Rami Phillips nodded his head, pursed his lips, and kept his eyes on the low-cut grass on the Henry A. Wise High School football field as Oxon Hill distance coach Derell Quick rattled off dozens of things for him to keep in mind for his 2-minute bout in Saturday’s 4A South Region Championship 800-meter run.
He bobbed up and down like a boxer, shaking his lean, toned arms to keep loose before it was his turn to step onto the track.
“He’s going to try and box you out,” said Quick, speaking of Charles H. Flowers runner Jalen Robinson-McCoy, as he paces back and forth in front of the junior middle-distance runner. “You can’t let him.”
Phillips had no intention of losing. He didn’t say a word or even acknowledge Quick’s presence, giving the impression that he might be ignoring every word his coach is hammering into him. But he was listening carefully, taking it all in.
It is a common scene for Phillips, a silent introvert, a leader by example who doesn’t need words to get his message across. When presented with a challenge, Phillips will go after it with a silent, unmatched tenacity.
He got his start as a competitive runner as a sophomore in the fall of 2010 with Oxon Hill’s cross country team. At the time, it was a way to stay in shape for basketball.
In his second cross country meet he crossed the finish line and approached coach Rick Williams and an assistant coach, boasting that he had just run a great time, remembered Williams.
“No, no you didn’t,” replied the assistant, according to Williams.
The two took Phillips to the side and broke down the difference between a good time and a great time. While the sophomore was not hitting “great times” quite yet, Williams knew he was not far from it.
“If you tell him you want him to achieve something, he’s going to go get it,” Williams said. “He’s goal oriented, motivated, and he’s hungry.”
Phillips’ hunger for faster times was not satiated after the fall season. The chase to hit the goals Williams had set for him lured him away from the basketball court and onto the track for the indoor season. That Christmas, Phillips asked his parents to buy him a treadmill so he could train on days when the weather forced him inside. It wasn’t odd, and still isn’t, for the junior to disappear into his basement for more than an hour on rainy or snowy days, pounding away on the treadmill.
“Rami is one of the… no, he is the hardest worker on the team,” Williams said. “He fell in love with track and I let him know that track is an individual sport nine times out of 10 and that he’s going to be on an island by himself. He accepted the challenge. Every week he’s doing great things.”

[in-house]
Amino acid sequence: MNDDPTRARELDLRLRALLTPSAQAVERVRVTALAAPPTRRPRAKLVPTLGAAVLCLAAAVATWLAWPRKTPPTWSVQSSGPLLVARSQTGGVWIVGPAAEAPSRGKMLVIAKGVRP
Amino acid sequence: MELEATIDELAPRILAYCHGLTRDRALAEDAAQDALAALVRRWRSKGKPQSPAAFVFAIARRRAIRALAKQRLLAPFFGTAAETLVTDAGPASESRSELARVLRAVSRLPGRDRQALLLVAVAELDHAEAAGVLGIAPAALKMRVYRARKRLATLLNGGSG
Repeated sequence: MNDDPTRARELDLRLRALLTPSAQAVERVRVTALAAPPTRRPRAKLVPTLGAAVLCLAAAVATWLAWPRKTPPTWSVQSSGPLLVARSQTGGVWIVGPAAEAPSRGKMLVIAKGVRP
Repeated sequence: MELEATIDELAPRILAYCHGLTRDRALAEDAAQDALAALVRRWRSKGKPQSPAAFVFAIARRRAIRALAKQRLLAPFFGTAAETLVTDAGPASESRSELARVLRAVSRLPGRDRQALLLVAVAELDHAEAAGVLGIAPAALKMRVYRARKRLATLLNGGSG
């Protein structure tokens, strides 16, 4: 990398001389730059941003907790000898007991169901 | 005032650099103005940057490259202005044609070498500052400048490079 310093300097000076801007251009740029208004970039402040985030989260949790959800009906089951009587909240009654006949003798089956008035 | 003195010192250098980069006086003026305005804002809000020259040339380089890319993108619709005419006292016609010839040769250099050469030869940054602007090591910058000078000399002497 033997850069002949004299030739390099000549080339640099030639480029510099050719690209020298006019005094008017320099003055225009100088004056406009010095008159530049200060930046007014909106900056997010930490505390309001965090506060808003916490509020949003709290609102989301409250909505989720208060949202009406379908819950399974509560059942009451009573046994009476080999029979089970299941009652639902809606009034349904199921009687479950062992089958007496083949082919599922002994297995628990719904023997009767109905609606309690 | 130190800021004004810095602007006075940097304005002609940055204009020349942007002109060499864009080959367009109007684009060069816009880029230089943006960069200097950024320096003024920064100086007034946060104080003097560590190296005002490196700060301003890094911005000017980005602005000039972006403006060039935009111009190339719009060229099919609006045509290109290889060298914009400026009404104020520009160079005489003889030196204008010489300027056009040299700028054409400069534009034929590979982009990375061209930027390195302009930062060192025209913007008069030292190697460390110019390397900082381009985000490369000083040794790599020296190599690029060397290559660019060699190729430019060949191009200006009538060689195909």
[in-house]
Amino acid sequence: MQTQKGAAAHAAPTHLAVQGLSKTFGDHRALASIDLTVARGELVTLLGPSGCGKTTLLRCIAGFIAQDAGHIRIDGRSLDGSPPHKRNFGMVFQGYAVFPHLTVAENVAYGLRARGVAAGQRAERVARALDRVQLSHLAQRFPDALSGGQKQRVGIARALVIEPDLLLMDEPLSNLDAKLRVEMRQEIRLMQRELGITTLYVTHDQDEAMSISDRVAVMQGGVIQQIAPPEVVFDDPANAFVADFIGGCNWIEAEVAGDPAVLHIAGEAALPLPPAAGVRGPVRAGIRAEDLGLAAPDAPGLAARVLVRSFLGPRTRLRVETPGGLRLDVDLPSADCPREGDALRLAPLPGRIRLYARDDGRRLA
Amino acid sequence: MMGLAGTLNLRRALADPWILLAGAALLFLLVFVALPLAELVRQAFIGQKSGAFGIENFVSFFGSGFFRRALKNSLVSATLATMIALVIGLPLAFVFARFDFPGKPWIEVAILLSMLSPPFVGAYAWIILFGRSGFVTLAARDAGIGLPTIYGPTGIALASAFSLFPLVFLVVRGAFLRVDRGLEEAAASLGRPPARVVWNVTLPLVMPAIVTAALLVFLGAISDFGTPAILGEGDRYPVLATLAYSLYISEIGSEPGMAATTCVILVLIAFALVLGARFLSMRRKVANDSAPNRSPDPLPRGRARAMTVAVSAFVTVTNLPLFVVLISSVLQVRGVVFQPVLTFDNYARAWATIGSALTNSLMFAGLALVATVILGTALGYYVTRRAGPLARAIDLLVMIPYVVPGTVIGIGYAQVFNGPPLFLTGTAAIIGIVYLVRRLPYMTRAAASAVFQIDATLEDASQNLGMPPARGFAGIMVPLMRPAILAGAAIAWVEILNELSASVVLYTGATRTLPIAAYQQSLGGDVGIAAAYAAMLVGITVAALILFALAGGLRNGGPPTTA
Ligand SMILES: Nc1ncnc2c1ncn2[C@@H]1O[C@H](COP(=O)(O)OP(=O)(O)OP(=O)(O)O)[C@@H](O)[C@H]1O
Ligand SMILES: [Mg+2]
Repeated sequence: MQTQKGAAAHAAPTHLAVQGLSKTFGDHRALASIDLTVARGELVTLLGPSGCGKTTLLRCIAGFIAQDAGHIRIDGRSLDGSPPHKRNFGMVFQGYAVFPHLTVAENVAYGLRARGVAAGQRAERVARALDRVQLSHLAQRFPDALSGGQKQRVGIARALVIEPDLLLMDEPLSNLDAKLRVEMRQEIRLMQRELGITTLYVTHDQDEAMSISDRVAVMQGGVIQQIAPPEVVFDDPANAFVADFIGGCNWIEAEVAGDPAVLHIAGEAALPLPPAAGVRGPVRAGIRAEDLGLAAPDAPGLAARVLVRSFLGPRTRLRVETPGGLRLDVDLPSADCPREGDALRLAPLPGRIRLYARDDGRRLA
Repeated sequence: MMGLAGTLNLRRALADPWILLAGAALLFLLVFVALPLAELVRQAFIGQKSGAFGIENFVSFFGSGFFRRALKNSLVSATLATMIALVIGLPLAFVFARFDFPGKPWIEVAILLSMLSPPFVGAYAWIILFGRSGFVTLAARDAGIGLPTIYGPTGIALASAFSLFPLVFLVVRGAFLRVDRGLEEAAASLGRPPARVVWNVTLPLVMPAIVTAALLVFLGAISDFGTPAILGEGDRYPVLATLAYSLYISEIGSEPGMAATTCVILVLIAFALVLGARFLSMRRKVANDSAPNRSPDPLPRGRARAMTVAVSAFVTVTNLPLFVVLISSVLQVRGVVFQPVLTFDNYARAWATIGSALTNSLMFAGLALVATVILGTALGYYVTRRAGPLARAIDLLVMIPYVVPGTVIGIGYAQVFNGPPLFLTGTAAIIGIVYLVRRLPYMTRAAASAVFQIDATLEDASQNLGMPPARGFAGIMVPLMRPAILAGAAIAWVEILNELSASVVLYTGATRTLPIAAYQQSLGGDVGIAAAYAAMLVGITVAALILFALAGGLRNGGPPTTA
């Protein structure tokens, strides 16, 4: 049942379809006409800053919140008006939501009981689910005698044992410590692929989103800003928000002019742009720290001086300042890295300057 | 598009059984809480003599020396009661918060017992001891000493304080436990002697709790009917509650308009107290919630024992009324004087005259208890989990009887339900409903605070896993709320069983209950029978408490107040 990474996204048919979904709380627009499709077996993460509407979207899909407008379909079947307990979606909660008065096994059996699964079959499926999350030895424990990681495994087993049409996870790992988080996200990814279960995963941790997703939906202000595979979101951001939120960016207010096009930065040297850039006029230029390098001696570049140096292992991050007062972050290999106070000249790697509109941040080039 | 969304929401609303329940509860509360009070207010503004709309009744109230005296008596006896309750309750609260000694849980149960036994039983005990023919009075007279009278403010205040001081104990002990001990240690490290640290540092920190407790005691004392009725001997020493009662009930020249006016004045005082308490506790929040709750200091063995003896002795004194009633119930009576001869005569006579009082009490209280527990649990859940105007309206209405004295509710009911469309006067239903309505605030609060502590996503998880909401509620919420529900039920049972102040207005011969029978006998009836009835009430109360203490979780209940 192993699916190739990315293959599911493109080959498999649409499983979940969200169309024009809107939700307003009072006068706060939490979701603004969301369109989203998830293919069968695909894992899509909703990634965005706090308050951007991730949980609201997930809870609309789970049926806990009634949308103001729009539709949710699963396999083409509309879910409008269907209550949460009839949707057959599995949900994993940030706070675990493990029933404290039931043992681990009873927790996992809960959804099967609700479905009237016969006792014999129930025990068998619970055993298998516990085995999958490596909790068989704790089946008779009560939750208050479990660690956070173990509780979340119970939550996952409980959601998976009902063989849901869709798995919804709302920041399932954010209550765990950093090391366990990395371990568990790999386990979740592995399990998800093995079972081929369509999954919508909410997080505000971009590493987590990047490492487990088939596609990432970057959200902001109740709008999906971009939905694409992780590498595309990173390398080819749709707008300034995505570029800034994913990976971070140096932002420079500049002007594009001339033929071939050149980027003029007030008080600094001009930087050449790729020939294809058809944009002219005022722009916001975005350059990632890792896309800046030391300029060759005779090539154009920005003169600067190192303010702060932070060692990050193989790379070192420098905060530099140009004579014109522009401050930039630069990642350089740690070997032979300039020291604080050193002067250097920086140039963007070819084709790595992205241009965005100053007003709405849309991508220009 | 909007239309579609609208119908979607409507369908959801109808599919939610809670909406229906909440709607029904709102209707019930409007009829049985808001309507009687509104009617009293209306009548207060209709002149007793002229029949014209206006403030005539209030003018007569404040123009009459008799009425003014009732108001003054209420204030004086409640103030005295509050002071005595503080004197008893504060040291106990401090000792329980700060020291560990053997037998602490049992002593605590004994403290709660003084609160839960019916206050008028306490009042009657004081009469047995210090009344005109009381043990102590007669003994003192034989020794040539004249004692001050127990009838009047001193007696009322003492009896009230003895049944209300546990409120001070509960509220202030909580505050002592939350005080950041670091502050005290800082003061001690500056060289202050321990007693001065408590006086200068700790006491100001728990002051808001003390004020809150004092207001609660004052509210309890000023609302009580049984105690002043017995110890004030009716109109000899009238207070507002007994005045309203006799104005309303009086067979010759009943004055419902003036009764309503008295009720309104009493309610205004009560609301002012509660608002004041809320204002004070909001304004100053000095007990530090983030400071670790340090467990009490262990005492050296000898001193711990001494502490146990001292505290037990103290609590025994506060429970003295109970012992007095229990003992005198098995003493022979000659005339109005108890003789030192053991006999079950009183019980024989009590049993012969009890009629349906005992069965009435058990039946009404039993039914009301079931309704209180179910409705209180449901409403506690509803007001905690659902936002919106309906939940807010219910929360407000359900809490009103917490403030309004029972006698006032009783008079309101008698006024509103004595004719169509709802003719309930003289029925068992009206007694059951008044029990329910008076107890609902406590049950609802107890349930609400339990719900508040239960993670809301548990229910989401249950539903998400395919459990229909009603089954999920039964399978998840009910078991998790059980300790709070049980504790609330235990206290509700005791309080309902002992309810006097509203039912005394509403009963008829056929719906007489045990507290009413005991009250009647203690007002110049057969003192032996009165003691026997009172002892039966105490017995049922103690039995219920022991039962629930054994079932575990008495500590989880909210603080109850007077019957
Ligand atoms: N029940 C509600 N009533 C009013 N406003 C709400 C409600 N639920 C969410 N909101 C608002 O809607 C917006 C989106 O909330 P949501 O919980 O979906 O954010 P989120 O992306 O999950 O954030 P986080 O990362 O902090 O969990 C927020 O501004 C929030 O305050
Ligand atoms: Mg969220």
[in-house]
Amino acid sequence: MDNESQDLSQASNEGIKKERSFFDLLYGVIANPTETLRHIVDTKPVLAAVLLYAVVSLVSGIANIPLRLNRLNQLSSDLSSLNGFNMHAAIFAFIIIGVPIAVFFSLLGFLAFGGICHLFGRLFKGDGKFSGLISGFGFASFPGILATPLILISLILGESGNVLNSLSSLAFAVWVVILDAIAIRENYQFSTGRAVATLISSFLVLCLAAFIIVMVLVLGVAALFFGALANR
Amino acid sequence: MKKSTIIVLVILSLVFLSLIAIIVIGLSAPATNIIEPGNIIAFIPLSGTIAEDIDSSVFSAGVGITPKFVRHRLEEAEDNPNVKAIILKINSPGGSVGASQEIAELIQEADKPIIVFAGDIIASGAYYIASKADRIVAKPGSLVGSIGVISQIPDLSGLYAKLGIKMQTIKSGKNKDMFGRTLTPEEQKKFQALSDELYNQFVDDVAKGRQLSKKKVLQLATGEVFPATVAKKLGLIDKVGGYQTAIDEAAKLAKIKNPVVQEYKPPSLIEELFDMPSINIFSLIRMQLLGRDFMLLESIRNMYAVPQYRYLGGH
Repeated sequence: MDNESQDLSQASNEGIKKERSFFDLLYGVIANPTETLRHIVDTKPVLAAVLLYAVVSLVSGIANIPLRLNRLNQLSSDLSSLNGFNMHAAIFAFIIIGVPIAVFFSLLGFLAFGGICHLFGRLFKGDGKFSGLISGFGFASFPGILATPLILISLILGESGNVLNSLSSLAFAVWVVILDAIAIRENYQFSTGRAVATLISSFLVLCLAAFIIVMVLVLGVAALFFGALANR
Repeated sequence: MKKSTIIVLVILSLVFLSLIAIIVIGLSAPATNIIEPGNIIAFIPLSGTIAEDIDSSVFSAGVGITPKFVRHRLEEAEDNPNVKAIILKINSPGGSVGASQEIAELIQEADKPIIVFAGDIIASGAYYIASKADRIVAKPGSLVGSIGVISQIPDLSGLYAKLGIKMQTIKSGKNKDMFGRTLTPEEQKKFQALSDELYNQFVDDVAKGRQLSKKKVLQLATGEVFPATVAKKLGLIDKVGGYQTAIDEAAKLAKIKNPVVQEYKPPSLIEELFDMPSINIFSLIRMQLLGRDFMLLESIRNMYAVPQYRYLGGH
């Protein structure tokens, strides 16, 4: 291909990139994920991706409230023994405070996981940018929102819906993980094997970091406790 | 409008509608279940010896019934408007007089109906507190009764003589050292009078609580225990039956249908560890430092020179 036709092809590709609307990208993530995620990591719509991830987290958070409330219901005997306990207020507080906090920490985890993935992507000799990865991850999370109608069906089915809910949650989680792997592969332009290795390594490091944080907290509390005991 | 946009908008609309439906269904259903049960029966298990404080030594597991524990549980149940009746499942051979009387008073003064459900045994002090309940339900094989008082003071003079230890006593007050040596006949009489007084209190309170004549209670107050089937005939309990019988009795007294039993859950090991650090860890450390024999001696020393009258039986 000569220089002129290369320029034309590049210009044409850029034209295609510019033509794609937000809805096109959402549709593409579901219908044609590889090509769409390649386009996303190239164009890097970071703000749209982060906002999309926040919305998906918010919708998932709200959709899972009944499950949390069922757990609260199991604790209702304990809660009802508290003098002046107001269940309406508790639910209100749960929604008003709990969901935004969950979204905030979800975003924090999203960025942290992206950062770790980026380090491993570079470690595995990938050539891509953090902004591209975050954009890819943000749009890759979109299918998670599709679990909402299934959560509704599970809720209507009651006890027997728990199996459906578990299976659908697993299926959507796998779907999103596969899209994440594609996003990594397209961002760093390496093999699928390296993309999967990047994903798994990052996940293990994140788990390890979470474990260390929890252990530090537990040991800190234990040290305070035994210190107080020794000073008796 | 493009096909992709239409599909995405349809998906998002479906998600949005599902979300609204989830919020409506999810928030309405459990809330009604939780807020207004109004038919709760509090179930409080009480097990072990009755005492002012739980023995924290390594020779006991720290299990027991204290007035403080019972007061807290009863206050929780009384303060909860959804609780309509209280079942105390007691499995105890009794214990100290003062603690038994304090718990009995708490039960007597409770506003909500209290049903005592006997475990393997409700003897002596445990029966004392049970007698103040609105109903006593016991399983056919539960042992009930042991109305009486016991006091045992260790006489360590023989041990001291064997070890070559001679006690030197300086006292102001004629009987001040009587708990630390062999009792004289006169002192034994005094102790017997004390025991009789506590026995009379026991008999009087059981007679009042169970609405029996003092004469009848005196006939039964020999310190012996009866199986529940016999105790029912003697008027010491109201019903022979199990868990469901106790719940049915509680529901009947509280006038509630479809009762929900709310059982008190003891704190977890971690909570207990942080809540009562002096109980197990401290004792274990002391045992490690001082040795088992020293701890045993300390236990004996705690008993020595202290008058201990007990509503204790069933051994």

Even when Williams gives Phillips the day off, he will often head back home and run 5 miles around the neighborhood.
“A lot of times we have to try and slow him down,” said Williams with a laugh. “But if I had 10 Ramis I’d have a state title no doubt.”
With the state championship meet still to come this weekend, Phillips has surpassed every goal Williams set for him at the beginning of the season.
He broke the 1 minute, 57 second barrier in the 800 as he won the Prince George’s County title on May 12. He then blew that time away a week later at the 4A South Region Championships, hitting 1:55.31 and claiming the No. 1 time in the state this season in the process.
“I’ll take [personal records] anytime,” he said with a wide smile, complete with bright green braces.
Not two hours before that, Phillips hit his preseason goal in the 1,600, finishing in 4:25.35 after holding off a valiant effort from Bowie’s Joshua Wilkins. His finish in both races might as well have been playing on a loop: keep it at a dead tie until the 200-meter mark, then shift to fifth gear and hold it until the finish.
Was he worried Wilkins was going to outlast him in the 1,600?
“Nah,” he said, grinning and shaking his head as he untied his black and neon-orange Nikes.
He wasn’t concerned that Robinson-McCoy or DuVal’s Sodiq Amusat might have had more left in the tank in the 800 either. The three had no more than a meter separating them as they hit the final turn, but then it was almost as if somebody had shot the starter’s pistol again. As soon as he hit the turn Phillips bounded ahead, created a comfortable lead by the time he reached the straightaway and held the kick until the finish line.
Afterward there was no celebration. He nodded towards Robinson-McCoy and Amusat, sat back down on a bench, and quietly slipped back out of his Nikes and into his sweats.
“He’s that silent leader we need,” Williams said. “He leads by example.”